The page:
Short term: 4-6 weeks
Medium term: 2-12 months
Long term: 1-2 years.
There’s nothing wrong with setting yourself rewards for when you reach a certain target or complete your goal. These little rewards can help enhance your motivation and keep you going from goal to goal (as well as giving you a guilt free excuse to make a purchase – new gym trainers? I earned these! Private jet? Yeah sure, I deserve this…). The important thing to remember when doing this is that these rewards aren’t your ONLY motivation. When you’re having a rough week it’s unlikely that the reward of a takeaway at the end of the month is going to keep you from giving up… (private jet, maybe…). Keeping in mind your real motivations for achieving a goal is going to be the real driver behind your progress and ultimately the attainment of the goal. Keep this motivation accessible at all times (try Wall Road Map, Self-Journal, or creating your own motivation board). It’s also worth considering whether your rewards are appropriate/conflicting with your end goal. Aiming to lose fat? Always go with the private jet, not the takeaway….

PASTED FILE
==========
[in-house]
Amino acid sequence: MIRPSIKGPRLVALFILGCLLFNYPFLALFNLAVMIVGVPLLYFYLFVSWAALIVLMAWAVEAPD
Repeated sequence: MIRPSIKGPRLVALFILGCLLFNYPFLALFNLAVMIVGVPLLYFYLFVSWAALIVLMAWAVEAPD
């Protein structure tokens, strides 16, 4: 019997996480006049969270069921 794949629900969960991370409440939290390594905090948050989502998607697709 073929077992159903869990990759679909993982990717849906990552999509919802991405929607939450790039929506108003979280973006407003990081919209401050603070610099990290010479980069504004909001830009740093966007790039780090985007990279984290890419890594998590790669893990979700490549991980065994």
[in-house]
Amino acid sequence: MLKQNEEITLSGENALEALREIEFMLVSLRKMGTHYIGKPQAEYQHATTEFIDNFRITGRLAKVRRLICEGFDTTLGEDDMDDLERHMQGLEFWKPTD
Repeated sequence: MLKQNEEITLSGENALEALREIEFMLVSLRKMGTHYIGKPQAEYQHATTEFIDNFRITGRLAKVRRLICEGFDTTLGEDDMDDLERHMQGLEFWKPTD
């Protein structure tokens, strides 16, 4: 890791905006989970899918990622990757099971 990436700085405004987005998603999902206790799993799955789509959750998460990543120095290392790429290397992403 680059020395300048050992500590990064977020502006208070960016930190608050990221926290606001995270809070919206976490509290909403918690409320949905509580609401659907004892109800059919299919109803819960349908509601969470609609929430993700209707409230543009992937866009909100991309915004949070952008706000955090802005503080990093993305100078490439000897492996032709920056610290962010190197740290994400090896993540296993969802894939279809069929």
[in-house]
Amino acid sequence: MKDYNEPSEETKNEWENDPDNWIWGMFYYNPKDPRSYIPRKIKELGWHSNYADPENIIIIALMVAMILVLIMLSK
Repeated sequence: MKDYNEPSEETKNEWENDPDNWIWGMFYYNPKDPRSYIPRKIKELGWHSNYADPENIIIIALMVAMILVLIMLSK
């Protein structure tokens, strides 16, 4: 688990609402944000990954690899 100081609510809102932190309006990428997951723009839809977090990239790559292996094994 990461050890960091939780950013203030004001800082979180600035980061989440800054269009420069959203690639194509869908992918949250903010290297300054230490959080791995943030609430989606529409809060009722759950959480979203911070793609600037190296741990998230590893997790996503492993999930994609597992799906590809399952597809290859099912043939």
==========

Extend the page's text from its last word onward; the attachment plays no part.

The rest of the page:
Of course SMART goals aren’t the only way to go about goal setting – but it’s a good place to start. Use the principle to prepare your goals for 2017 – don’t wait until January! If you do it right that private jet could be right around the corner….
Part 2 will talk about other things to consider when setting goals- in the mean-time, happy goal setting from NCW PERFORMANCE!
If you want to reach your 2017 sport and exercise goals, contact Naomi to arrange a Performance Psychology session.